Rocking the vote

Efforts help improve access to voting

With the midterm elections only two weeks away, the Center for Social Justice and Community Impact and various student groups are energizing students to exercise their right to vote.

So far, they have helped 150 students register or submit absentee ballots and on Election Day, Tuesday, November 6, they will provide transportation to polls in Norton every 30 minutes from 9 a.m. to 5 p.m.

Throughout October, the center and groups including the House of REPS (Residents Engaged in Political Science), the Wheaton Democrats and Emerson House have assisted students at tables in Balfour-Hood. Also, on October 12, at a Midterms Elections Party organized by the House of REPS, Cassandra “Casey” Smith ’20 and Assistant Professor of Political Science Bradford Bishop discussed civic engagement and the impact of political disillusionment among young voters.

Samuel Mahler ’19, a double major in political science and economics who helped students navigate the voter registration and absentee ballot process at tables on campus, said he is passionate about removing barriers to vote.

“Voting is the right that all other rights follow. Not making the effort to exercise this right is a big mistake,” said Mahler, who lives in the House of REPS and is president of the Wheaton College Democrats.

He said while this region of the country has pretty lenient voter registration and absentee laws, signing up in other states can be markedly more difficult. For example, in Alabama, a person looking to submit an absentee ballot must fill out a longer form, and prove their identity by providing their Social Security number and license.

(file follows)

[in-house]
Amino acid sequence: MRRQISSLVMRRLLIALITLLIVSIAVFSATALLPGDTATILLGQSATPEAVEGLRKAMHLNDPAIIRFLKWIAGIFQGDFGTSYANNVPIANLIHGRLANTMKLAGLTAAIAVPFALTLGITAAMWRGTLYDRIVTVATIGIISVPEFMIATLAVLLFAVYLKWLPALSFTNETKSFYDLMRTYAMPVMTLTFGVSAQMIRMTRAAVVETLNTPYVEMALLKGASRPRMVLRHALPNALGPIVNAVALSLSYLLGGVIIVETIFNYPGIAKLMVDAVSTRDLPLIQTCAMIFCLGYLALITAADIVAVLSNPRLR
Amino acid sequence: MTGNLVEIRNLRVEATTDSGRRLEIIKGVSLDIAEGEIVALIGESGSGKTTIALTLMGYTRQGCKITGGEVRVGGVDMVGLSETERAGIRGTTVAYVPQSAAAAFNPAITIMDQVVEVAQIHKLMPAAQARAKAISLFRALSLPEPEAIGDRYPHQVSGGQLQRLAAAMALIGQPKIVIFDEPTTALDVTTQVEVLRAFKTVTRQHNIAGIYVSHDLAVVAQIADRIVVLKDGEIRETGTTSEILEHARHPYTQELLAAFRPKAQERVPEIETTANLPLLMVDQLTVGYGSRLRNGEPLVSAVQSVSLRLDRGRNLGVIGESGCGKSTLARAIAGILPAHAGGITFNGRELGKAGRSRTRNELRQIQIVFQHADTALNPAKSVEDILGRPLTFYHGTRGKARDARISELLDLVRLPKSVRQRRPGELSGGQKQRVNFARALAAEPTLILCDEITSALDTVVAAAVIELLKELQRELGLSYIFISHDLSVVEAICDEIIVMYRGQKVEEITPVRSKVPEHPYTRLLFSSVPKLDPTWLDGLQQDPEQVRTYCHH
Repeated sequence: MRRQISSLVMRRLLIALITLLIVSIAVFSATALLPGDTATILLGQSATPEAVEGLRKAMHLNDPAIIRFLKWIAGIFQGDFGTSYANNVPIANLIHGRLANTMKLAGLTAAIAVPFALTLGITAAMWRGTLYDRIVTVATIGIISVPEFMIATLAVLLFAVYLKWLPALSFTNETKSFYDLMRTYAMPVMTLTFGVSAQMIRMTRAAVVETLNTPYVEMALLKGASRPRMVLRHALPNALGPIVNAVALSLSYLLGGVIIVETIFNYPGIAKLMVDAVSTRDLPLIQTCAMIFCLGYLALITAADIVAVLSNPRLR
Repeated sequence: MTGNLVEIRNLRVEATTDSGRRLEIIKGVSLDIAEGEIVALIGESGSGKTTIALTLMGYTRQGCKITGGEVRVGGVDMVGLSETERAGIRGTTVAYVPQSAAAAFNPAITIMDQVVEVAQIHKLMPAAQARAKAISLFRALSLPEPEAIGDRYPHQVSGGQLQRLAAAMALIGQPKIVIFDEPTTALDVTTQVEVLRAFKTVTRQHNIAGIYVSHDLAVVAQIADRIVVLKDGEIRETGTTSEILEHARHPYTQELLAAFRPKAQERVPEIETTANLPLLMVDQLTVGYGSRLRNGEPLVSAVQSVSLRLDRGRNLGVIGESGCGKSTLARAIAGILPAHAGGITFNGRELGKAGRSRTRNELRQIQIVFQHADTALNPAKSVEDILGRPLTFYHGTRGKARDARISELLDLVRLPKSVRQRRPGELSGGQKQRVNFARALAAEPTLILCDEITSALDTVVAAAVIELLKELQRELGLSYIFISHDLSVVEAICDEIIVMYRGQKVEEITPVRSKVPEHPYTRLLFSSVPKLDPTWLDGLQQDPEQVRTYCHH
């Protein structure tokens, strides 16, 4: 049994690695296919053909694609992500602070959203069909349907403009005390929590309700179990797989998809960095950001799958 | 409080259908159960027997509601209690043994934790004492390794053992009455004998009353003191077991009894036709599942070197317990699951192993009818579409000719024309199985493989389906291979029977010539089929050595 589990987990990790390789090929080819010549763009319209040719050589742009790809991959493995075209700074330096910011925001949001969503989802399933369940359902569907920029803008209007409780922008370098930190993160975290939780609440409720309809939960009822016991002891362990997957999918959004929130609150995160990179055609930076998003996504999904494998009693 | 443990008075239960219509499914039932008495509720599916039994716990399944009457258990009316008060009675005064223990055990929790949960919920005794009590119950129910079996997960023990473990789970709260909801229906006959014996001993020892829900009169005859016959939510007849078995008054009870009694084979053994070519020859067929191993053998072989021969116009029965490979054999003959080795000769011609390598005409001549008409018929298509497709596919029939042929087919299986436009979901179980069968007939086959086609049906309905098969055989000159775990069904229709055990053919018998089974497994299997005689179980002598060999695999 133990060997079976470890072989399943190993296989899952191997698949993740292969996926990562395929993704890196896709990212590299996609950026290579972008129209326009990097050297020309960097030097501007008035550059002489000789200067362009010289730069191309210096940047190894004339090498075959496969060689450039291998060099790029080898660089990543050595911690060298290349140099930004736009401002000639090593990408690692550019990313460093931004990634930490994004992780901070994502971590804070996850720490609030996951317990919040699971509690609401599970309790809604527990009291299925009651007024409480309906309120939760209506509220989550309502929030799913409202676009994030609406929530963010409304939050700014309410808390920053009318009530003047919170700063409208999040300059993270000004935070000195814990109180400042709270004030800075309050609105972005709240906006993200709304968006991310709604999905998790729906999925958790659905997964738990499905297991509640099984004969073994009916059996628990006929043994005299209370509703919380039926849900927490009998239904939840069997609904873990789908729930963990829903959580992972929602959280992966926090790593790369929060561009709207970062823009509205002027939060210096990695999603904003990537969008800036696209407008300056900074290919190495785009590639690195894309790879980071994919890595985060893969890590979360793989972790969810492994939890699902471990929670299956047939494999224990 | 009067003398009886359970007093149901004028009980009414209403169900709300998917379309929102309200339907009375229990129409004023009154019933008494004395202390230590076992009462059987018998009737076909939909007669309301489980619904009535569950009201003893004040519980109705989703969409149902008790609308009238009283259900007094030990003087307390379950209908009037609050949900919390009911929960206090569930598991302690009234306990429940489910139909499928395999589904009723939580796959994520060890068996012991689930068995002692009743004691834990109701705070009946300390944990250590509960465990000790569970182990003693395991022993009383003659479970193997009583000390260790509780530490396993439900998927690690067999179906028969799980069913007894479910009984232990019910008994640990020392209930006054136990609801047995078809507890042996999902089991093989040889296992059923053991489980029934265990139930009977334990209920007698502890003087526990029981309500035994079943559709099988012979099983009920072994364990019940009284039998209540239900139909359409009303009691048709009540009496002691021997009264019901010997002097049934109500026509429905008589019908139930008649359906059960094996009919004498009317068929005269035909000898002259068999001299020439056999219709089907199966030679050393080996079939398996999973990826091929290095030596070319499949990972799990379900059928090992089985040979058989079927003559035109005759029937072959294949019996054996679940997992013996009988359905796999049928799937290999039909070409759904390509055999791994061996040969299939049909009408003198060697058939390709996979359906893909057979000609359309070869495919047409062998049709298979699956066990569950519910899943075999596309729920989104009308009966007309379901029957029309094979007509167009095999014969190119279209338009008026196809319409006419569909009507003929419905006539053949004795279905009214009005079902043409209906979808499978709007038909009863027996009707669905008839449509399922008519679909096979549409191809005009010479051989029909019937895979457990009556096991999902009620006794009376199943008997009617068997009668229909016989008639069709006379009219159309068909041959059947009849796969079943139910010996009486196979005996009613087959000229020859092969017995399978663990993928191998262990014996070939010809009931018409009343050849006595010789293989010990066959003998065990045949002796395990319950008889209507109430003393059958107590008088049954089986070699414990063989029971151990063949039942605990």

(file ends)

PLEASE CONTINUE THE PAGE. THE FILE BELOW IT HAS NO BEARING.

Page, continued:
The volunteers helped students follow-through with their efforts to vote. “We had the students fill out the forms on a laptop at the table, and it significantly helped,” he said.

Smith, vice president of the Wheaton Democrats, also assisted students at tables. She said it’s helpful for students to know that they can vote—especially people who live relatively close but don’t want to drive hours to fill their ballots.

“I think they are surprised that it’s that easy to get an absentee ballot. You get the application in the mail, and mail back the ballot,” she said.

While many are focused on who will be voted to Congress, both Mahler and Smith stressed that municipal elections are important as well.

“Most change happens at the local level. From there, it’s easier to get involved, and you feel like you are making a difference,” Smith said.

She said it does take time and energy to learn about different candidates and their platforms, and that she is committed to informing voters on the issues.

“It’s my job to make sure that people have really easy access to that information,” she said.

Cassandra Pelota ’14, assistant director of community service and engagement, said that during the 2016 presidential election, a little less than half of all Wheaton students were registered to vote.

She hopes that this collective effort removes as many barriers as possible while educating students on the issues at stake.

“We hope to increase voter registration rates significantly, which is no easy feat during a midterm election, which has traditionally a much lower voter turnout,” she said.